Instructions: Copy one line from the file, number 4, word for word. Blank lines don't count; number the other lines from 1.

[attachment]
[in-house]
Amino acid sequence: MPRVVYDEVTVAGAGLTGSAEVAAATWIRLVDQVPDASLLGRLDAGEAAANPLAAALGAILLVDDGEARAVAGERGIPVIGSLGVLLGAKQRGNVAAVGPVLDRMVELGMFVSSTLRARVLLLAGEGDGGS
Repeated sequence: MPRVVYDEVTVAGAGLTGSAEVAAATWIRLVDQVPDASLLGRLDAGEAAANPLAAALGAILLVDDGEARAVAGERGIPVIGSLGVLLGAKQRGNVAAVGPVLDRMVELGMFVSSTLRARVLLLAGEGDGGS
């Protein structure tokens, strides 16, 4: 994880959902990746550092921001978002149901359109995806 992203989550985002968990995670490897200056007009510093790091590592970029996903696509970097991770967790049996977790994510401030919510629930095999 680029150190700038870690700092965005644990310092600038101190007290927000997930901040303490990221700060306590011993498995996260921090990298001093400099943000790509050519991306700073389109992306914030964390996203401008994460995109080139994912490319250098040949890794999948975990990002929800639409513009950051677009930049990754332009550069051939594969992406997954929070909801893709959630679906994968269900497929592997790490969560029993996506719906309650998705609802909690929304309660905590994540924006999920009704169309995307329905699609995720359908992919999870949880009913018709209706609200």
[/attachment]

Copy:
């Protein structure tokens, strides 16, 4: 994880959902990746550092921001978002149901359109995806 992203989550985002968990995670490897200056007009510093790091590592970029996903696509970097991770967790049996977790994510401030919510629930095999 680029150190700038870690700092965005644990310092600038101190007290927000997930901040303490990221700060306590011993498995996260921090990298001093400099943000790509050519991306700073389109992306914030964390996203401008994460995109080139994912490319250098040949890794999948975990990002929800639409513009950051677009930049990754332009550069051939594969992406997954929070909801893709959630679906994968269900497929592997790490969560029993996506719906309650998705609802909690929304309660905590994540924006999920009704169309995307329905699609995720359908992919999870949880009913018709209706609200």